# What is the arithmetic rule to merge a cycle and a non disjoint transposition?

Assume you have an arbitrary cycle:

$(a_1,a_2,a_3\dots a_n)$

And a transposition $(a_i,a_j)$ for some $1 \leq i,j \leq n$

How can you merge the product $(a_1,a_2\dots a_n)(a_i,a_j)$?

And conversely the product$(a_i,a_j)(a_1,a_2\dots a_n)$?

EDIT:

And most importantly: $(a_i,a_j)(a_1,a_2\dots a_n)(a_i,a_j)$?

• Have you worked enough examples to suggest that there is a rule? – Ethan Bolker Mar 1 '18 at 1:09
• Well there has to be a rule by the sole principle that the last one is the conjugate and the other 2 will partially simplify, As to whether it's an easy pattern... – Makogan Mar 1 '18 at 1:36

## 1 Answer

\begin{eqnarray*} (a_1 a_2 \cdots a_{i-1} a_i \cdots a_{j-1} a_j \cdots a_n) (a_i a_j) = (a_1 \cdots a_{i-1} a_i a_{j+1} \cdots a_n)(a_{i+1} \cdots a_{j-1} a_{j}) \end{eqnarray*} \begin{eqnarray*} (a_i a_j)(a_1 a_2 \cdots a_{i-1} a_i \cdots a_{j-1} a_j \cdots a_n) (a_i a_j) = (a_1 \cdots a_{i-1} a_j a_{i+1} \cdots a_{j-1} a_i a_{j+1} \cdots a_n) \end{eqnarray*} So $a_i$ and $a_j$ will change places.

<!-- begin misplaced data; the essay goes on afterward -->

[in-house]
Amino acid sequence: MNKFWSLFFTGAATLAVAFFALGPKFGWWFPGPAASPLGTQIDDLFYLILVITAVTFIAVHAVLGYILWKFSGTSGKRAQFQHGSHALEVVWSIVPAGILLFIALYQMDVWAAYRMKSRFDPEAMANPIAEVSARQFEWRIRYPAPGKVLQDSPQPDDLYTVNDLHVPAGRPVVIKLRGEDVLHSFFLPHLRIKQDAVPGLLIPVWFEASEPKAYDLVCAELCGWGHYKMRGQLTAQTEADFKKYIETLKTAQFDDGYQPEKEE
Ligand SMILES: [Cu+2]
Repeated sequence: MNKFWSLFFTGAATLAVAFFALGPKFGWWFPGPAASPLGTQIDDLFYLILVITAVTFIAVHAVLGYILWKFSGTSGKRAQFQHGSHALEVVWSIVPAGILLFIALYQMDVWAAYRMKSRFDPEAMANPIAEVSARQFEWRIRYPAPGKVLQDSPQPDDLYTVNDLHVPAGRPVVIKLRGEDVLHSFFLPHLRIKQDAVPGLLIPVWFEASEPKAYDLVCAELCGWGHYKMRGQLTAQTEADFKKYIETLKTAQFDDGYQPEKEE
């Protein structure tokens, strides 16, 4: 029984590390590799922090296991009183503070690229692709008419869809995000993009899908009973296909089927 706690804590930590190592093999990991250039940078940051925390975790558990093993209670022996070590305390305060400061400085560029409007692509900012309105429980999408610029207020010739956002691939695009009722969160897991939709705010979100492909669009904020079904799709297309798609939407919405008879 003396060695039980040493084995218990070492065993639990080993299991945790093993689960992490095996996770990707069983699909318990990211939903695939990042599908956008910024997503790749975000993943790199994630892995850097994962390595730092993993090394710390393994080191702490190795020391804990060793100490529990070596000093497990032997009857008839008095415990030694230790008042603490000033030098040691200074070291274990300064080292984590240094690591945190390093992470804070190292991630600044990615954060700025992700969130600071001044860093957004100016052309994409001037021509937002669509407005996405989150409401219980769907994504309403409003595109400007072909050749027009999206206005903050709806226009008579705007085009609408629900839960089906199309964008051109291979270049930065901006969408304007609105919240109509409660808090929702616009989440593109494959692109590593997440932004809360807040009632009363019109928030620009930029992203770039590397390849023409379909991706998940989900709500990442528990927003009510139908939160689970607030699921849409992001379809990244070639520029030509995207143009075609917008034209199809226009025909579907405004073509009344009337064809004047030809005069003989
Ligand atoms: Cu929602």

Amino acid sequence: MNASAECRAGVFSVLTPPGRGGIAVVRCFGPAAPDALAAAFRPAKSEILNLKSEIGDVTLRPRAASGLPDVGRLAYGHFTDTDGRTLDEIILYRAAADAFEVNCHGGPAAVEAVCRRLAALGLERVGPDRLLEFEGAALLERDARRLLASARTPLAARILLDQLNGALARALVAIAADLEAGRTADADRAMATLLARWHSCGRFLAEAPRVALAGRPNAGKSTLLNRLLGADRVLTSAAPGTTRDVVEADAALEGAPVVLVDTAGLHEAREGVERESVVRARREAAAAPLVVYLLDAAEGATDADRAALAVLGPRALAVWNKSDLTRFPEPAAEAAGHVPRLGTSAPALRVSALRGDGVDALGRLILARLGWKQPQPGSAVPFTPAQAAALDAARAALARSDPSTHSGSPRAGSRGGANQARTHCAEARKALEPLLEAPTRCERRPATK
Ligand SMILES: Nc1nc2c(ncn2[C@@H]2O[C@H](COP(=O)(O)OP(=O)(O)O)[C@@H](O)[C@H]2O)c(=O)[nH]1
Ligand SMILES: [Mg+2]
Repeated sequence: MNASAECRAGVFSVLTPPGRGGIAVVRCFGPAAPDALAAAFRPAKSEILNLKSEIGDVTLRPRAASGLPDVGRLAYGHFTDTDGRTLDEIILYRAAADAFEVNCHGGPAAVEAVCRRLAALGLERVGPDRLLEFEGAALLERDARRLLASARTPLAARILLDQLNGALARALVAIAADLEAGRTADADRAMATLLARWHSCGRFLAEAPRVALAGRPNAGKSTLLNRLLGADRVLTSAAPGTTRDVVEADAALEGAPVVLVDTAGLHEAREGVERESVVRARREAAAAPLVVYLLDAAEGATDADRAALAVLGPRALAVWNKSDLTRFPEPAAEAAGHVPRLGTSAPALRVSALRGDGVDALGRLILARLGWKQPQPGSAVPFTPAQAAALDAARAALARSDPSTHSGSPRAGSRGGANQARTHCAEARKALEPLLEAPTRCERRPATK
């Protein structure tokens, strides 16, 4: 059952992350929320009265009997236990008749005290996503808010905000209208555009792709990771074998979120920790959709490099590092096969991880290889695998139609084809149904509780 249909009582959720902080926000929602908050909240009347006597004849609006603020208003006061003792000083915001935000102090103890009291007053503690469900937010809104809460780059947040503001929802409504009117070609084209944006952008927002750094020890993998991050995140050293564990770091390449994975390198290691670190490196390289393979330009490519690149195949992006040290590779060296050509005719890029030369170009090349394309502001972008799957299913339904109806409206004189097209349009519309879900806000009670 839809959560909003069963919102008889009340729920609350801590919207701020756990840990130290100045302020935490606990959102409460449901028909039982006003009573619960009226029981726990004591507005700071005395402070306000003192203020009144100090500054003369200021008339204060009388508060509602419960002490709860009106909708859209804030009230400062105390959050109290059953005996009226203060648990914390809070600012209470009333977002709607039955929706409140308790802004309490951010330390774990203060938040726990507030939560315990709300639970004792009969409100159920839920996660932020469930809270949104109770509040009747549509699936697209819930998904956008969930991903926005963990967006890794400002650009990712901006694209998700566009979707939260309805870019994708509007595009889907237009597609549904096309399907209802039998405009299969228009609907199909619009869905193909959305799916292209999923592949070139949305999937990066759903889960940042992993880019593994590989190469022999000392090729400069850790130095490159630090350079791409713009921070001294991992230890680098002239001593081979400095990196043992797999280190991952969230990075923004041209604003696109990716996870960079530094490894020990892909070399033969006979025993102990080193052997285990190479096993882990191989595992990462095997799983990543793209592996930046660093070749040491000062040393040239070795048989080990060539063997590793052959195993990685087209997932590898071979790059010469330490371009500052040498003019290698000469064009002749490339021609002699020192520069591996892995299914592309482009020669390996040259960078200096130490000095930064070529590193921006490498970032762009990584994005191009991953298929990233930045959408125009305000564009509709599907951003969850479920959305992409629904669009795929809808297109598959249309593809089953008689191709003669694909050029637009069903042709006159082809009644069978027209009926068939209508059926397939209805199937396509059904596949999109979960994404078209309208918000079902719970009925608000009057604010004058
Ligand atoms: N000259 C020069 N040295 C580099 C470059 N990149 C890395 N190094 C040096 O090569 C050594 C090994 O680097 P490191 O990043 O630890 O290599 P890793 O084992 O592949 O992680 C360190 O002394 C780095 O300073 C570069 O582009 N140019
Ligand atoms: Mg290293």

• is it possible to reduce it to just one cycle? – Makogan Mar 1 '18 at 1:15
• No the product gives two disjoint cycles. This is the simplest form. – Donald Splutterwit Mar 1 '18 at 1:17
• I think the first equation should be $(a_1 a_2 \cdots a_{i-1} a_i \cdots a_{j-1} a_j \cdots a_n) (a_i a_j) = (a_1 \cdots a_{i-1} a_{i} a_{j+1} \cdots a_n)(a_{j} a_{i+1} \cdots a_{j-1})$. – Delong Mar 1 '18 at 1:42